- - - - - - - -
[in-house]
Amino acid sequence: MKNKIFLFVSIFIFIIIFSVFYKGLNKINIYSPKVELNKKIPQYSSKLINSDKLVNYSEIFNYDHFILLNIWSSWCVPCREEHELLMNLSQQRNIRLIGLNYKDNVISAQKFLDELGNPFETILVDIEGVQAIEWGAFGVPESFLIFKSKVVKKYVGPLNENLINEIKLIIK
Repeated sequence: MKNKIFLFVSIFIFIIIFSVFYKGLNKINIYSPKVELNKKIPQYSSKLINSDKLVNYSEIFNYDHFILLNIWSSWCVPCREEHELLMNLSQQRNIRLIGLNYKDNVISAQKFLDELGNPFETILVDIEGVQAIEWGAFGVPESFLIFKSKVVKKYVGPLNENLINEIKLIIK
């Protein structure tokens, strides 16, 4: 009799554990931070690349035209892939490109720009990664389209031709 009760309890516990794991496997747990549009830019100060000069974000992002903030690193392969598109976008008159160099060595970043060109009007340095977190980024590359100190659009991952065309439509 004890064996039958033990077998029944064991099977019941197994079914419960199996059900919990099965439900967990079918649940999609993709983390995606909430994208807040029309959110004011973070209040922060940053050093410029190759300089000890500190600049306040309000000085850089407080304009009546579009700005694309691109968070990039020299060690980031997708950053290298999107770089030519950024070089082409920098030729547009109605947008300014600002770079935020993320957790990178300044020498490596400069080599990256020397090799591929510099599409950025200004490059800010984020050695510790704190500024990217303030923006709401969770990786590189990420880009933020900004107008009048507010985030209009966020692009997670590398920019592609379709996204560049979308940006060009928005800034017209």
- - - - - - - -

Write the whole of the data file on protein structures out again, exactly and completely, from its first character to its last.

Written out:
[in-house]
Amino acid sequence: MKNKIFLFVSIFIFIIIFSVFYKGLNKINIYSPKVELNKKIPQYSSKLINSDKLVNYSEIFNYDHFILLNIWSSWCVPCREEHELLMNLSQQRNIRLIGLNYKDNVISAQKFLDELGNPFETILVDIEGVQAIEWGAFGVPESFLIFKSKVVKKYVGPLNENLINEIKLIIK
Repeated sequence: MKNKIFLFVSIFIFIIIFSVFYKGLNKINIYSPKVELNKKIPQYSSKLINSDKLVNYSEIFNYDHFILLNIWSSWCVPCREEHELLMNLSQQRNIRLIGLNYKDNVISAQKFLDELGNPFETILVDIEGVQAIEWGAFGVPESFLIFKSKVVKKYVGPLNENLINEIKLIIK
């Protein structure tokens, strides 16, 4: 009799554990931070690349035209892939490109720009990664389209031709 009760309890516990794991496997747990549009830019100060000069974000992002903030690193392969598109976008008159160099060595970043060109009007340095977190980024590359100190659009991952065309439509 004890064996039958033990077998029944064991099977019941197994079914419960199996059900919990099965439900967990079918649940999609993709983390995606909430994208807040029309959110004011973070209040922060940053050093410029190759300089000890500190600049306040309000000085850089407080304009009546579009700005694309691109968070990039020299060690980031997708950053290298999107770089030519950024070089082409920098030729547009109605947008300014600002770079935020993320957790990178300044020498490596400069080599990256020397090799591929510099599409950025200004490059800010984020050695510790704190500024990217303030923006709401969770990786590189990420880009933020900004107008009048507010985030209009966020692009997670590398920019592609379709996204560049979308940006060009928005800034017209």